Partly understand it 157 44.2% 34 54.8%
  Don’t understand it all 12 3.4% 2 3.2%
Students were given an extract from the policy in relation to the University’s approach to using Turnitin and asked how aware they were of this?
  Fully aware 164 44.7% 43 69.4%
  Partially aware 134 36.5% 16 25.8%
  Not aware at all 69 18.8% 3 4.8%
Students were asked if they had been required to use Turnitin as part of their studies, staff whether they had directed/overseen the use of Turnitin
  Yes 166 45.2% 39 62.9%
  No 201 54.8% 23 37.1%
How do you view your experience of using Turnitin?
  Very positive 50 29.2% 14 35.9%
  More positive than negative 66 38.6% 19 48.7%
  Indifferent 47 27.5% 5 12.8%
  More negative than positive 7 4.1% 1 2.6%
  Very negative 1 0.6% 0 0
If you do not currently use Turnitin, how willing would you be to use it in the future?
  Fully willing 149 57.1% 18 58.1%
  Willing but with reservations 75 28.7% 10 32.3%
  Indifferent 28 10.7% 1 3.2%
  Not very willing 4 1.5% 0 0
  Not willing at all 5 1.9% 2 6.5%

Students who had used Turnitin clearly valued its use:

It allows me to check for plagiarism so that I know I haven’t copied anyone’s work. The draft facility enables you to double check that all information is appropriately referenced and not plagiarised.

This is a similar finding to the study by Rolfe (2011) where all the students who responded to a survey (n=52) had positive experiences of using Turnitin. In Ireland, Ledwith and Rasquez (2008) found that students thought their academic environment was fairer since the introduction of Turnitin: in this study a few students who were not using Turnitin thought it could be useful in terms of fairness:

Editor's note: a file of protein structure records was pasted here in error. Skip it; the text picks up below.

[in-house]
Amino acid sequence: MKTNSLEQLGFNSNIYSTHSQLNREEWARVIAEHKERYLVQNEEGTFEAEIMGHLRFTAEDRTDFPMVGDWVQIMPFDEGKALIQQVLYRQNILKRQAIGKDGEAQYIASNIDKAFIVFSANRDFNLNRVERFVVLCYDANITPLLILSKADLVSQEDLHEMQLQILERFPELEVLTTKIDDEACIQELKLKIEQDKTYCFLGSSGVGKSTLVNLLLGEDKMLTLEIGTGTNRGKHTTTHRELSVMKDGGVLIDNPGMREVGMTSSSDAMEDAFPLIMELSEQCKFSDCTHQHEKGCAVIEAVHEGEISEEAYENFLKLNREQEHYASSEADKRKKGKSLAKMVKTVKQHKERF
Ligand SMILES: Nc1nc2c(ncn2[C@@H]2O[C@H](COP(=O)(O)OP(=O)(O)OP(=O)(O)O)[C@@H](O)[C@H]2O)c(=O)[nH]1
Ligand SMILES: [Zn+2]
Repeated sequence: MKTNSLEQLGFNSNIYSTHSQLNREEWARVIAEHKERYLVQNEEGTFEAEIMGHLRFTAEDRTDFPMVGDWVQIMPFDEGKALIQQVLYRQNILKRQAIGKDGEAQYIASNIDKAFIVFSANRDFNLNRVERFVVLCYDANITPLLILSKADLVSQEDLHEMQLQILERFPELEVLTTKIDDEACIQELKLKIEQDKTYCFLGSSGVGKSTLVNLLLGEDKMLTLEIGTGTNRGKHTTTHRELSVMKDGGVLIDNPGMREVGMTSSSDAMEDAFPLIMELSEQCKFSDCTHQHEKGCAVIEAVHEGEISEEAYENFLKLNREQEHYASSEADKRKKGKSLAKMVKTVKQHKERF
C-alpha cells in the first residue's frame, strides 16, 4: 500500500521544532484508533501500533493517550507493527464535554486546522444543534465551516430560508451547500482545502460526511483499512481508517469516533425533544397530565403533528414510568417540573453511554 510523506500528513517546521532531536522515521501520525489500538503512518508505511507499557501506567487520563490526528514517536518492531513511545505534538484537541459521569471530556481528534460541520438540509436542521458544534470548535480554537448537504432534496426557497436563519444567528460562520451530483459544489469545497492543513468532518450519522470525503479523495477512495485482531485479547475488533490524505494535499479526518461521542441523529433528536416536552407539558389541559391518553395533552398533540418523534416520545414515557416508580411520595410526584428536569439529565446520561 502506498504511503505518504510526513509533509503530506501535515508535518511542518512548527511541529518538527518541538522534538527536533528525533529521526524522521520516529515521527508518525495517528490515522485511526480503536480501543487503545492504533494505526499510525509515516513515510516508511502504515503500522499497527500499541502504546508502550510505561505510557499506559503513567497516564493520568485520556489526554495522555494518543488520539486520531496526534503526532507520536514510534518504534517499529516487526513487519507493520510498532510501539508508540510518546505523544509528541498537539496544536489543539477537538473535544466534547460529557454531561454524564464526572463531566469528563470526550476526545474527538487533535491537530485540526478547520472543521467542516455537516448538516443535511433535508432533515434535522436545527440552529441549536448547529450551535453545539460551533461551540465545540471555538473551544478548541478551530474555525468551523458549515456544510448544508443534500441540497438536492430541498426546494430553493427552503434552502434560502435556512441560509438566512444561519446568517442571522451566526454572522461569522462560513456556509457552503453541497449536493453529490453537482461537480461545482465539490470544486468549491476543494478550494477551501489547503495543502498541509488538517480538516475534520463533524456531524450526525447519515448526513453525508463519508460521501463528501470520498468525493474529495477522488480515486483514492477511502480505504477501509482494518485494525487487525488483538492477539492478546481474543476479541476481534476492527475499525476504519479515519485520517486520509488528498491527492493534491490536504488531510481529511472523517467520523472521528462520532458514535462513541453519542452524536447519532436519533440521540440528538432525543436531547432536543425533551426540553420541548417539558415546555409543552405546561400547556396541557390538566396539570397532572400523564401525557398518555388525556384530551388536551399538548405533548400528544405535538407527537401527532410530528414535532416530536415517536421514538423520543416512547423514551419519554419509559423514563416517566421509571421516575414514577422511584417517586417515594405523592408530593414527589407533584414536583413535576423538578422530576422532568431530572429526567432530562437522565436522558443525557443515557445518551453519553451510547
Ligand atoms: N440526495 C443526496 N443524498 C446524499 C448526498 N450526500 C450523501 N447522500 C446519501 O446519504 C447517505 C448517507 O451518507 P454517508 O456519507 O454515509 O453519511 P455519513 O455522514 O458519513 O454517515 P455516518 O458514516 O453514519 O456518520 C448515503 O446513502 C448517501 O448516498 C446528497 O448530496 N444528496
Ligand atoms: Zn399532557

If people are not willing to use it then they must be worried about plagiarism. I am not worried about this as I try my hardest to reference my work correctly.
Means the work we do is our work and will stop people cheating and gaining marks they don’t deserve.
Cheating is wrong and the university should go to whatever lengths deemed necessary/economically viable in order to oust offenders.
Plagiarism is allowing those who work hard to get levelled by people who put in little or no effort at all! Anything that promotes fair education and qualifications, I’m up for it!

Other comments revealed a lack of understanding, even fear, about how Turnitin might be used:

I am not sure whether it would be something to trust …
I was told that it is used to detect plagiarism, not to avoid it, therefore I am afraid of how it works, how accurate it is, how difficult it will be to use.
I would be happy to but I would be worried that I might be accused of plagiarism even though I did not plagiarise.

Student concern about inadvertent plagiarism was also found by Dahl (2007).

Staff and students who had used Turnitin were asked how it had been used:

  Students Staff
  N=166 % N=39 %
For originality checking of students’ work 128 77 35 90
For e-feedback on students’ work 26 16 8 20
For electronic submission of students’ work only 74 44 11 28
Turnitin was discussed with students in a lecture or seminar 111 67 27 69
Tutors showed example originality reports relevant to the subject 88 53 21 54
Information about Turnitin was provided in the programme or module handbook 71 43 22 56